iGate?

Read Psalm 101

Focus on verses 3

We live in an age where it is possible to talk on an iPhone, play games and draw pictures and take notes on an iPad, listen to music on an iPod, and work on a computer called an iMac. When Apple Company coined the “i” line of devices I wonder if they knew how successfully it would resonate with the “me” centered nature of our culture. It is interesting how many of these “i” devices captivate our eyes, which leads to captivating our wallet, which reveals what has captivated our hearts.

In today’s reading King David writes, “I will not set before my eyes anything that is worthless.” I think it might be safe to assume that King David did not spend a lot of time looking through the worthless stuff that appears on Facebook on his iPad. Please don’t misunderstand, if this kind of technology had been available in David’s time, I suspect he would have used it…he might even have had a royal family Facebook on which to post pictures of his children and grandchildren along with descriptions of the victories God had given Israel. He might have built a special page on which to post the Psalms he wrote and made recordings of the songs he sang and played on his harp available for download on iTunes. Apparently, however, by the time he wrote Psalm 101 he had learned that what he saw affected what he thought, which affected what he did. It is the principle of “if you keep putting garbage in – eventually garbage will come out”, so he took the advice of Job who, “made a covenant with his eyes” (Job 31:1) not to look upon worthless things.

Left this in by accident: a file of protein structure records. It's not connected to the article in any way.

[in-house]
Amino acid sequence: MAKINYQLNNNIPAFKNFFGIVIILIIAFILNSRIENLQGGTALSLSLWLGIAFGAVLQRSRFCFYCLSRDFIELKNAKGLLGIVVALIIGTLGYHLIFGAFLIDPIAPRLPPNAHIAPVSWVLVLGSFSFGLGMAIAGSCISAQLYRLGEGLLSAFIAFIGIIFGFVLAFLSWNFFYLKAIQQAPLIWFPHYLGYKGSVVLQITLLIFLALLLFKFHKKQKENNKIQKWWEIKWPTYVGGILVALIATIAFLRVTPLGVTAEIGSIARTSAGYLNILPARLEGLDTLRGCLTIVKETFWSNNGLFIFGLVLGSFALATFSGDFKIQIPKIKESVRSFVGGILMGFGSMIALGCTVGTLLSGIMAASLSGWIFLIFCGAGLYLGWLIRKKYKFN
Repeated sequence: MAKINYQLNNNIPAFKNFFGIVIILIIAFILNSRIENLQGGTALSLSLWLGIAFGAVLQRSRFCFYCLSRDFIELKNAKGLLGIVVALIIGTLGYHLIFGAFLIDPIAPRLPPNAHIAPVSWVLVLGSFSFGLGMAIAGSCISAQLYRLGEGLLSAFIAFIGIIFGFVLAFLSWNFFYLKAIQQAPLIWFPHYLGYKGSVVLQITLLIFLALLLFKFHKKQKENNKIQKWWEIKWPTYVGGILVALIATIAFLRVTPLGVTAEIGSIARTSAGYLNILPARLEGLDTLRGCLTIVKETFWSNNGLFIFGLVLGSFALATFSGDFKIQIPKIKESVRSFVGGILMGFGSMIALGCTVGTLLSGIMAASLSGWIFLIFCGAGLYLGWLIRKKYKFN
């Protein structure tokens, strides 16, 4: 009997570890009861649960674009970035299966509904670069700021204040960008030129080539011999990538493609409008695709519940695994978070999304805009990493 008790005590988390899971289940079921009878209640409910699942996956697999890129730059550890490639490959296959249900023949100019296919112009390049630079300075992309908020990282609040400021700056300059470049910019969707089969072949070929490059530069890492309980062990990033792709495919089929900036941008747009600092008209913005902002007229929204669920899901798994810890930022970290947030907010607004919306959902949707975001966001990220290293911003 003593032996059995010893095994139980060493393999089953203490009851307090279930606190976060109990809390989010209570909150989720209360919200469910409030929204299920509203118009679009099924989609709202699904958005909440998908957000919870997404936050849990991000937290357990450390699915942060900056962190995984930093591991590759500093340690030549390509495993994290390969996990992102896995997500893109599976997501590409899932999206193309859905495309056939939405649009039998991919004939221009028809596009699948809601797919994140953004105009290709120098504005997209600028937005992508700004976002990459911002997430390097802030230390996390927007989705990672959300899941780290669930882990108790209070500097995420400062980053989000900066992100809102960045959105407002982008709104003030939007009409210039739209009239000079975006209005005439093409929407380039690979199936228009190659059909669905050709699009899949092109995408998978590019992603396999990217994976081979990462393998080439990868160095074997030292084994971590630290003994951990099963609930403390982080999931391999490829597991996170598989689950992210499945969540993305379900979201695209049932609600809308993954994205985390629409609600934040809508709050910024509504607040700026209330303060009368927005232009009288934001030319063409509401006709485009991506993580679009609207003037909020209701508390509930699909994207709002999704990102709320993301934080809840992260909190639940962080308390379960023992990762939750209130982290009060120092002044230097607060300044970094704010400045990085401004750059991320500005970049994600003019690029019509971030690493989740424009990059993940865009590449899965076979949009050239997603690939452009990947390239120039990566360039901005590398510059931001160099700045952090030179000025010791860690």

Interestingly this principle is in keeping with what many of the success teachers in the business world teach. If you want to succeed in attaining the goal you have set, you have to keep you eyes focused on the goal. We tend to move toward that which we focus our eyes upon. If we focus on worthless things, we more toward achieving worthless things; if we focus on worthwhile things, we more toward achieving worthwhile things. The college student that allows his focus to drift to socializing and video gaming rather than studying for his or her exams will not achieve the same level of success as the student who focuses fully on their studies. Its not that the video games are bad (okay, I will concede that some games are truly just bad) it is, however, the misplaced focus that causes him or her to drift from pursuing the goal. Interestingly, it is through our eyes that we are most often initially distracted. When we allow the majority of what goes in the eye gate to be worthless stuff…then we should not be surprised when we find ourselves accomplishing mostly worthless things. It would seem then that Job and David had it right when they made a point of limiting what they allowed their eyes to see. They protected the eye gate.

So, what are the things that are most worthwhile that we should be focusing on? (I thought you’d never ask!) For this answer we go to verse one; “I will sing of steadfast love and justice; to You, O Lord, I will make music. I will ponder the way that is blameless.” (Psalm 101:1-2a)

If we ponder the way that is blameless by keeping our focus on Christ and pursue becoming like Him, we have set our eyes on what is worth more than anything this world has to offer us. Everything physical in the world as we know it will eventually pass away. What remains will be the spiritual connection we have with God through Jesus Christ. If that is not there…we are chasing after worthless things, and in the end we will be lost along with them.

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About Dented-Knight

A knight with polished, shining, perfect armor is typically one with no battle experience. It is the knight in dented armor that knows what it costs to win.
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